A sense of unease permeates India-China relations despite protestations to the contrary by foreign office mandarins. Recent Chinese actions like unceasing border intrusions, reiteration of claims on Arunachal Pradesh and Jammu and Kashmir, singling India out for warnings in the South China Sea, and the arrogant, undiplomatic behaviour — strongly criticised incidentally by numerous Chinese ‘netizens’— of the Chinese ambassador towards an Indian journalist at a public function, have contributed to this. Proclamations of a desire for peace by China’s leaders are contradicted by shrill, threatening articles in the official Chinese media. If the political leadership in both countries do not want to risk economic development being derailed by an unintended incident, they must look for a big, new idea. This will need to tap the indigenous resources of both countries and form the basis for confidence-enhancing long-term cooperation that is not readily susceptible to disruption.
Strategic geography — which includes varied indices like adverse demographic patterns, resource vulnerabilities, technology advantages, ethnic strife and politically important economic development compulsions — is changing and compelling nations to seek new ways to stay competitive and build relationships in spite of sharing rough volatile neighbourhoods. China and India are both affected to varying degrees by a mix of these factors and should be thinking similarly.
Major advances in defence technology and military hardware, coupled with new breakthroughs in the development of space and missile weaponry, no longer make mountainous and inhospitable frontiers an obstacle. Added to this is the vital political imperative of maintaining an acceptable pace of economic growth so as to create an adequate number of jobs despite severe energy shortages. This is crucial for internal stability. Among other areas of looming serious concern, especially for China, are the ageing population and rapid advances in communications technology, like the Internet and ‘new media’, which add to public pressure on the government.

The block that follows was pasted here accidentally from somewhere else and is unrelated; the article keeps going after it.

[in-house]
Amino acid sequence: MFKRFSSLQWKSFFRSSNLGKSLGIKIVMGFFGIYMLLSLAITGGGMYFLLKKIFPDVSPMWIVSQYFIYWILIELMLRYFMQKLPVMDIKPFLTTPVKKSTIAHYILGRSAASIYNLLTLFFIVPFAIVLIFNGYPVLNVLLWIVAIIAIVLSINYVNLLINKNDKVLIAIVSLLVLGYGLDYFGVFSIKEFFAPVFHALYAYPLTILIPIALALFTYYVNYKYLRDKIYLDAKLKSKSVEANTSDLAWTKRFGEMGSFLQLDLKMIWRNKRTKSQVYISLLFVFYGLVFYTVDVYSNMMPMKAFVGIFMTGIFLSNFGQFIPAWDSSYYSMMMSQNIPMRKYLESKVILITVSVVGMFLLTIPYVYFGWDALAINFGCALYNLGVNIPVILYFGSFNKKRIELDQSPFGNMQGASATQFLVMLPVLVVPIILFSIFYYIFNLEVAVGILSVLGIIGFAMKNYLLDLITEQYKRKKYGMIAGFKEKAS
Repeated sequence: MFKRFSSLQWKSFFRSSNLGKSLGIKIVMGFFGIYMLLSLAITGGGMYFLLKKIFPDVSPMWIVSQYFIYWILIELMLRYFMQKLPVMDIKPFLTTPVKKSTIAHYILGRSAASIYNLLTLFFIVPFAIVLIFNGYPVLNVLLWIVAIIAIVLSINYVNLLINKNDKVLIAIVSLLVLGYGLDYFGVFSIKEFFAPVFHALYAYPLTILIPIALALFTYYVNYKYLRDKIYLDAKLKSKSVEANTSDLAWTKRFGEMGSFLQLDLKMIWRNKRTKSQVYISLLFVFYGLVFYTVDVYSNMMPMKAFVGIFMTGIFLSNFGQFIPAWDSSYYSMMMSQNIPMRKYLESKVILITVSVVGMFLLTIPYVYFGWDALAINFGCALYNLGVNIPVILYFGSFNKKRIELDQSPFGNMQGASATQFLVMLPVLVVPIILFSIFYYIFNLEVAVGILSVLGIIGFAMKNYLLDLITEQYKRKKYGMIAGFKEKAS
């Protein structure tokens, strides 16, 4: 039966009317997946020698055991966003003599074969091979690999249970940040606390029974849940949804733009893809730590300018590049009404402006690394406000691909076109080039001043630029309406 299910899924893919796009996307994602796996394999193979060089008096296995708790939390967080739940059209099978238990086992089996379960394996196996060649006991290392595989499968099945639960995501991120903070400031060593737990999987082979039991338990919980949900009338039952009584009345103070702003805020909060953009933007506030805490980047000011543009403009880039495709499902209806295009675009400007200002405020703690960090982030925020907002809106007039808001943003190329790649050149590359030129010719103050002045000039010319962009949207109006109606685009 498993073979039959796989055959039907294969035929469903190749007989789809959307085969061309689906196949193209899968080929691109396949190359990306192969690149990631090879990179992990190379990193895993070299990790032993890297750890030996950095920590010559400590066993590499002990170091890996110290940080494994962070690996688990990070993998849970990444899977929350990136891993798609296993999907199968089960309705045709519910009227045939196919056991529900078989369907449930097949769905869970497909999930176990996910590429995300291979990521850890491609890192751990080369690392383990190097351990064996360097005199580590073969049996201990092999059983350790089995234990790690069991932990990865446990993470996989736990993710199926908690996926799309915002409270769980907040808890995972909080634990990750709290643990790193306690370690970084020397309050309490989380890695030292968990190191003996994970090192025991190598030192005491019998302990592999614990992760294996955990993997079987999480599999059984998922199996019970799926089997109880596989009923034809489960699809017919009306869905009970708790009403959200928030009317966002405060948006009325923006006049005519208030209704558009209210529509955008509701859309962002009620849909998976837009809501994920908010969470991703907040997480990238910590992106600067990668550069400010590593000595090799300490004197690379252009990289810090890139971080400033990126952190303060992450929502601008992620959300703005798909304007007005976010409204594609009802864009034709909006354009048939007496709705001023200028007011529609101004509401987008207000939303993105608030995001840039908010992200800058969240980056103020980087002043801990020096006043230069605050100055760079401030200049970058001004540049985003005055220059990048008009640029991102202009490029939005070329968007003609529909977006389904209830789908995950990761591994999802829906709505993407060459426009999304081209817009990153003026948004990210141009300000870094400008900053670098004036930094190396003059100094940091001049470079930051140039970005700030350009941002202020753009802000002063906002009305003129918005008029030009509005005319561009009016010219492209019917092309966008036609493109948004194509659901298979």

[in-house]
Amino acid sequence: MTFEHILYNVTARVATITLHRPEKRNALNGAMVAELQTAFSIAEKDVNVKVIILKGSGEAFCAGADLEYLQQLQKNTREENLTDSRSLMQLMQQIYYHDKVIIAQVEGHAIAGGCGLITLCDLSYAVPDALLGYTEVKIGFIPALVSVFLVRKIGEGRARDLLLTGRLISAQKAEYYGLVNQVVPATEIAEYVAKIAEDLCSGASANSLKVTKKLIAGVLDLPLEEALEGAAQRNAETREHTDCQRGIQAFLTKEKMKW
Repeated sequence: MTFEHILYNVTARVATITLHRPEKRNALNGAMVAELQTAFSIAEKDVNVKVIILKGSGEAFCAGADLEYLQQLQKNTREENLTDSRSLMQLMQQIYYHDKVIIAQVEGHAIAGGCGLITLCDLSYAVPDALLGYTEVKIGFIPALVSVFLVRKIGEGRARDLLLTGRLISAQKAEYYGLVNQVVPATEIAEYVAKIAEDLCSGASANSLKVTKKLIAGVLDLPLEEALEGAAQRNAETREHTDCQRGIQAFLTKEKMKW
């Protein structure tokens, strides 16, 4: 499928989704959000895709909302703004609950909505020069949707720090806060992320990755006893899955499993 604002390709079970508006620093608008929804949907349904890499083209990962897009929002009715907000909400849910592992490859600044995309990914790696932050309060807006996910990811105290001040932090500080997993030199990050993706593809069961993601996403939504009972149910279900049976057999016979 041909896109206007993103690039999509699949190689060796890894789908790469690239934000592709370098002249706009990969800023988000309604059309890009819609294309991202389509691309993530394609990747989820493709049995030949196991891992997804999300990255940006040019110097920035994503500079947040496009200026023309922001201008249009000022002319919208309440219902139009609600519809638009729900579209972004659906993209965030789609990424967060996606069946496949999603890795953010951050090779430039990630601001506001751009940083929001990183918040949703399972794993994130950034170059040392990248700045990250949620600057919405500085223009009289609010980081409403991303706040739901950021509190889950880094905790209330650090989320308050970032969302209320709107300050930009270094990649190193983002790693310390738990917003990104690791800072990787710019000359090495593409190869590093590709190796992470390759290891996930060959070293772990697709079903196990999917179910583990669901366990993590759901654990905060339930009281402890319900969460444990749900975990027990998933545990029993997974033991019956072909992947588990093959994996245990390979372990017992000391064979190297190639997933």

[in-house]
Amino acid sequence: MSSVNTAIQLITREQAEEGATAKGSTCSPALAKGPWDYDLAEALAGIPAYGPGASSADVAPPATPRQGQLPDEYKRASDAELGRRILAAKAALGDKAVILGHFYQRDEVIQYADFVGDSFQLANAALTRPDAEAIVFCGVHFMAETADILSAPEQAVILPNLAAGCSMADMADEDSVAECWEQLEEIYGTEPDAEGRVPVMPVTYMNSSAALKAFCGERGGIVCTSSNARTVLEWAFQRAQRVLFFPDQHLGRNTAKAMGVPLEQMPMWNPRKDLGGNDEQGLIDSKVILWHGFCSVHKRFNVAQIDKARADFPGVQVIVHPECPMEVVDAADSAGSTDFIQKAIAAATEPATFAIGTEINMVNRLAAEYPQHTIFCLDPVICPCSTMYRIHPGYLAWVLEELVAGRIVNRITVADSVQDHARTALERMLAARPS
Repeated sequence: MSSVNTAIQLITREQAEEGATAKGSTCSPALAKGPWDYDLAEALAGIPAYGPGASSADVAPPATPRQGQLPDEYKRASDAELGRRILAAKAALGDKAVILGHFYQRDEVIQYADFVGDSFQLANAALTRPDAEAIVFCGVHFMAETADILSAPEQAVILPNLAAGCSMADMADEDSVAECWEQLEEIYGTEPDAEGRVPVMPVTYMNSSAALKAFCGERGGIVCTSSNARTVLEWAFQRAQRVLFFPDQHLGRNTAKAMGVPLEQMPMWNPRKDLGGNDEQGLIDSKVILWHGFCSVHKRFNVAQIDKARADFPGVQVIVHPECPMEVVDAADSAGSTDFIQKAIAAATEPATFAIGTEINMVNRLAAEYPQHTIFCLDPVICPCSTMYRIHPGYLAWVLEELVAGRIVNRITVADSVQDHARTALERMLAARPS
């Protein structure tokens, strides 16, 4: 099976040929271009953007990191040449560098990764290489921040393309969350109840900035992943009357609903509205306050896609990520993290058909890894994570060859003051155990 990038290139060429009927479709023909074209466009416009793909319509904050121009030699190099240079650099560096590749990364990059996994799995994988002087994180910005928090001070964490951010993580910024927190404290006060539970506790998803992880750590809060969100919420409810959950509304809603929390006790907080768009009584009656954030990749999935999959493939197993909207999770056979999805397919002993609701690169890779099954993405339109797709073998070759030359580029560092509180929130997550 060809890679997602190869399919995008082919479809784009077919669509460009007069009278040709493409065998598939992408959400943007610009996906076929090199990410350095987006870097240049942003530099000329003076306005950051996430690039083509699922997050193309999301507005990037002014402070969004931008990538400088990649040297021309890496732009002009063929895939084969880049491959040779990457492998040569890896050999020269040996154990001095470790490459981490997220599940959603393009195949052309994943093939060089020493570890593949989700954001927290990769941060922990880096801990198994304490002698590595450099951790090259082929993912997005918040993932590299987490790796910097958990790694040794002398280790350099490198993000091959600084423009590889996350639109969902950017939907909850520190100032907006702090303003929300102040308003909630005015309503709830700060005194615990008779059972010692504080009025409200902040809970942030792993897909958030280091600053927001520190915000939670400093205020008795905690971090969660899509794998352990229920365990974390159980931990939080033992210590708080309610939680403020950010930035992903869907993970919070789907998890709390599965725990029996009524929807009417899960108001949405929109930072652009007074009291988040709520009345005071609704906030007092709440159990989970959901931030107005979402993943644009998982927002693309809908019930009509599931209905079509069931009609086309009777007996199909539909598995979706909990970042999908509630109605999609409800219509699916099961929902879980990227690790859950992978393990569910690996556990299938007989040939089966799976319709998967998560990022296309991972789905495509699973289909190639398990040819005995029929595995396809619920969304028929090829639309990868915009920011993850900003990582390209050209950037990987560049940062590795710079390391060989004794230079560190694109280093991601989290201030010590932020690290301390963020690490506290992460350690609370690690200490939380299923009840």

A major area that offers itself for long-term joint endeavour is the harnessing of a dependable and secure source of alternate energy with a minimal carbon footprint.
China unveiled an ambitious plan for harnessing solar energy in space to tackle its need for a secure and abundant source of energy. The China Academy of Space Technology, a research institute under the China Aerospace Science and Technology Corporation, publicised on September 1, that plans had been submitted to the central government to build a facility in space to capture solar power and relay it to earth to generate electricity. Senior officials of the National Development and Reform Commission and National Energy Administration enthusiastically received the plan.
An author of the proposal, 90-year old Professor Wang Xiji, wrote in the Ministry of Science and Technology newspaper, Science Times, that China had built a solid industrial foundation, acquired sufficient technology and had enough money to carry out the most ambitious space project in history. Once completed, the solar station, with a capacity of 100MW, would span at least one square kilometre, dwarfing the International Space Station and becoming the biggest man-made object in space. Wang Xiji added that the solar station would overcome several shortcomings of earth-based solar power plants, including problems caused by the vagaries of weather, wasteful land use and complete shutdown at night. Once placed in a sufficiently high permanent geostationary orbit, the solar station would provide consistent energy supply for virtually the entire year. He urged China to move quickly lest other countries, especially the US and Japan, occupy strategically important locations in space.